• The major questions triage rule
    • Exemplified by: Justice Kavanaugh’s statement respecting the denial of certiorari in Paul v. United States
    • Rule: Apply the nondelegation doctrine to statutes involving major policy questions, but not to provisions of law that are “less-major” or that permit an agency to fill up the details of a statutory scheme.
    • Upshot: The nondelegation doctrine would only be applicable in the big cases.

A Thought Exercise

To see how these three versions of the “major questions doctrine” interact with one another, consider a hypothetical case. Congress enacts the following statute: “The Administrator of the Environmental Protection Agency may approve a code or codes of environmental stewardship for the car manufacturing industry, including the imposition of limitations on greenhouse gas emissions by cars manufactured after January 1, 2023. The Administrator may impose a fine of $10,000 per car on any manufacturer who fails to comply with codes promulgated pursuant to this statute, so long as the car for which the fine is imposed is manufactured in a manner inconsistent with the code or codes promulgated pursuant to this statute.” We will call this statute “The Green Cars Act of 2022.” (A nondelegation doctrine enthusiast might recognize this statute as a loose adaptation of the infamous section of the National Industrial Recovery Act of 1933 that the Court declared unconstitutional on nondelegation grounds in A.L.A. Schechter Poultry Corp. v. United States.)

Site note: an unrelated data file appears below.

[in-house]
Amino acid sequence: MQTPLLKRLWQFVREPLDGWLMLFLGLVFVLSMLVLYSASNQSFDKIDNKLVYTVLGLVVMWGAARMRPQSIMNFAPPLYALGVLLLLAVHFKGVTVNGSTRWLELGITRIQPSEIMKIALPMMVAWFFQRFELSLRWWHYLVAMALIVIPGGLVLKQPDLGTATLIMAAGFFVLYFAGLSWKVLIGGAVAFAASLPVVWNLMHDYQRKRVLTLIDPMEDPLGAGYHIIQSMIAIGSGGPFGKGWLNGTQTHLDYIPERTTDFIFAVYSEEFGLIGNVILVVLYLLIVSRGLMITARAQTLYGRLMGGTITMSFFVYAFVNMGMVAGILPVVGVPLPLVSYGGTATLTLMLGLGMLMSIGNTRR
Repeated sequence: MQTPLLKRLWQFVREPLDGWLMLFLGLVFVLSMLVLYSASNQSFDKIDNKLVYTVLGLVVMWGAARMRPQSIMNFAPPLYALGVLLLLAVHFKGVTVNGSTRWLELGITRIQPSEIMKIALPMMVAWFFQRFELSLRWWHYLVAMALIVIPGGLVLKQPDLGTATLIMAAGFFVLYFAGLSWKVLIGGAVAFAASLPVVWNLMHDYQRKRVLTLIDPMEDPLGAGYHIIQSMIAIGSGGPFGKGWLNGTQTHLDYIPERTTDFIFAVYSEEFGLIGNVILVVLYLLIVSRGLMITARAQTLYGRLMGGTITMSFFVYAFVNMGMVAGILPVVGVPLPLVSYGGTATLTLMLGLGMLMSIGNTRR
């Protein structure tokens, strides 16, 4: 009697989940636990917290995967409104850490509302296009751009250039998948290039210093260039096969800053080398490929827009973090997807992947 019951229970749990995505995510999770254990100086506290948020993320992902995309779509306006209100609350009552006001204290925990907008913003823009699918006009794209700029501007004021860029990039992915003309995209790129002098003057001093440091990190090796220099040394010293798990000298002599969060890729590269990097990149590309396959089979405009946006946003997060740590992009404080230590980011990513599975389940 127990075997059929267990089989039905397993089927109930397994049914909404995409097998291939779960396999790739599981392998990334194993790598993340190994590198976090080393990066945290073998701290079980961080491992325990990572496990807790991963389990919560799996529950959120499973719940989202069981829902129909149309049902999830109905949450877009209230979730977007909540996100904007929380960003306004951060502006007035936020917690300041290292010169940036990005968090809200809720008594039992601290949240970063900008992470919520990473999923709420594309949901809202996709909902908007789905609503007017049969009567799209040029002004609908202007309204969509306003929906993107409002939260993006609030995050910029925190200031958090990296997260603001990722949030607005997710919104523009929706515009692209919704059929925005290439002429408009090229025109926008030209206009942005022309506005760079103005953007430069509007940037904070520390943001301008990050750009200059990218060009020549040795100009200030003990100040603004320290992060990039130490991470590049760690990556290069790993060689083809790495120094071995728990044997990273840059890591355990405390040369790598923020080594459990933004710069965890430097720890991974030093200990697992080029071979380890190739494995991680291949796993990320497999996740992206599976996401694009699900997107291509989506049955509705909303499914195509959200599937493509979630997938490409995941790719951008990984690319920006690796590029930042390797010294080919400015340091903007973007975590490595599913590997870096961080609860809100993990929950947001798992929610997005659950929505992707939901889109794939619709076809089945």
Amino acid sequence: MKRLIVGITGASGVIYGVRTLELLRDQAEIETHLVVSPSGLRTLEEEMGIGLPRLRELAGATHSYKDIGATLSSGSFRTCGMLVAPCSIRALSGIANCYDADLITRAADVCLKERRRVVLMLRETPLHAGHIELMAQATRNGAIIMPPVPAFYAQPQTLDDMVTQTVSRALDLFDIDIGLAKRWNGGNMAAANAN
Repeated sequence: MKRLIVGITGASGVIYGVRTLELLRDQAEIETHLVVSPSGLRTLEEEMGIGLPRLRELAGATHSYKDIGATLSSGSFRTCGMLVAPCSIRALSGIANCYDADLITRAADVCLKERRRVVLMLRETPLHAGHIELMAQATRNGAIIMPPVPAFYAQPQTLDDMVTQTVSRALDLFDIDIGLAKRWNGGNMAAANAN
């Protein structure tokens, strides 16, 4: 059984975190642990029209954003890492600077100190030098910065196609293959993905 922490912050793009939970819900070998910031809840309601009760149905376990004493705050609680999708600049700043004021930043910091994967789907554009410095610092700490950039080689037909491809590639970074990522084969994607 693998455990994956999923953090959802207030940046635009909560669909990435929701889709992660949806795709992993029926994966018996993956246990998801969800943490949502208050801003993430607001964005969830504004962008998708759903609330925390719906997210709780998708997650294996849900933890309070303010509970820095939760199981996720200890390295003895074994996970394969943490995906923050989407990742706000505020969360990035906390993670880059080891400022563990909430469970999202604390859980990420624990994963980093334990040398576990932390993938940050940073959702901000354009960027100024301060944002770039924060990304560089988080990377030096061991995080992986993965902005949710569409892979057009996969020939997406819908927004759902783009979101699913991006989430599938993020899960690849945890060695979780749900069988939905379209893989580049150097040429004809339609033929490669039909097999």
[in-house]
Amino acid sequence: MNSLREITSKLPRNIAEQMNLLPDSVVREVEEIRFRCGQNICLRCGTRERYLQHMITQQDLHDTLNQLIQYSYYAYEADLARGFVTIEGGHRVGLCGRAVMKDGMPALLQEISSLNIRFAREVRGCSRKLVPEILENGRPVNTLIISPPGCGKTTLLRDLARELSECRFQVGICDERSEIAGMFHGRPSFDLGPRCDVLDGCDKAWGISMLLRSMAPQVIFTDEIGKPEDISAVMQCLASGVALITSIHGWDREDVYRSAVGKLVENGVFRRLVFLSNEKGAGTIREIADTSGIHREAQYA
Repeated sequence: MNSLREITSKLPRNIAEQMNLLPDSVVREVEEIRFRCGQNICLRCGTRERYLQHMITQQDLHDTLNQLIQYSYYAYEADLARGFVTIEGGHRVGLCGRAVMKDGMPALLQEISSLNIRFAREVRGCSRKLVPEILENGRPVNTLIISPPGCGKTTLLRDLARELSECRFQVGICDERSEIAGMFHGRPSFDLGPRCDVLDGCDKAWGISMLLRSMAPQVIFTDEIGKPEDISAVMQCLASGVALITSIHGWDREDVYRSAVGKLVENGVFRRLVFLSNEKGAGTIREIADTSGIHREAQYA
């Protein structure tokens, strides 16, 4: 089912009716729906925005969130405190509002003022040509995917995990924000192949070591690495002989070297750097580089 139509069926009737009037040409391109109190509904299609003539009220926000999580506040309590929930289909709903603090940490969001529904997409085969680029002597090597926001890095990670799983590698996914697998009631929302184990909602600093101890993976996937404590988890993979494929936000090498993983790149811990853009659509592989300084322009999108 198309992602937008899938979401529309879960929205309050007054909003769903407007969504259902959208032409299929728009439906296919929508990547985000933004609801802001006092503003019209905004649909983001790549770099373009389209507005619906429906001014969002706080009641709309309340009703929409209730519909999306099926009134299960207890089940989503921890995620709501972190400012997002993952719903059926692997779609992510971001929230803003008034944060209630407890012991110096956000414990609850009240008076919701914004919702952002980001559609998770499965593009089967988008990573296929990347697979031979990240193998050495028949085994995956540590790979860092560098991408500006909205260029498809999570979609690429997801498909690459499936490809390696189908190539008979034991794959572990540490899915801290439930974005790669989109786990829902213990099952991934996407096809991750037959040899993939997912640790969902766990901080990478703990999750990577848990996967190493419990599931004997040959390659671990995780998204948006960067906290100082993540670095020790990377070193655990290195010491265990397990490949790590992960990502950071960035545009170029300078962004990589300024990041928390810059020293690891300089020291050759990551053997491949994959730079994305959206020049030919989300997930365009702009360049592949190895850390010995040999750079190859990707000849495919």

As soon as the Act goes into effect, the EPA Administrator goes through the process of promulgating the following rule: “Beginning on January 1, 2023, no manufacturer may manufacture a car that emits greenhouse gases. The manufacturer of a car or cars that violate(s) this code must pay a fine of $10,000 per car unlawfully manufactured after January 1, 2023. ‘Unlawfully manufactured’ is defined as a car that is manufactured in such a way that it will emit greenhouse gases when driven.” The agency complies with all relevant procedural requirements for notice-and-comment rulemaking in promulgating the rule.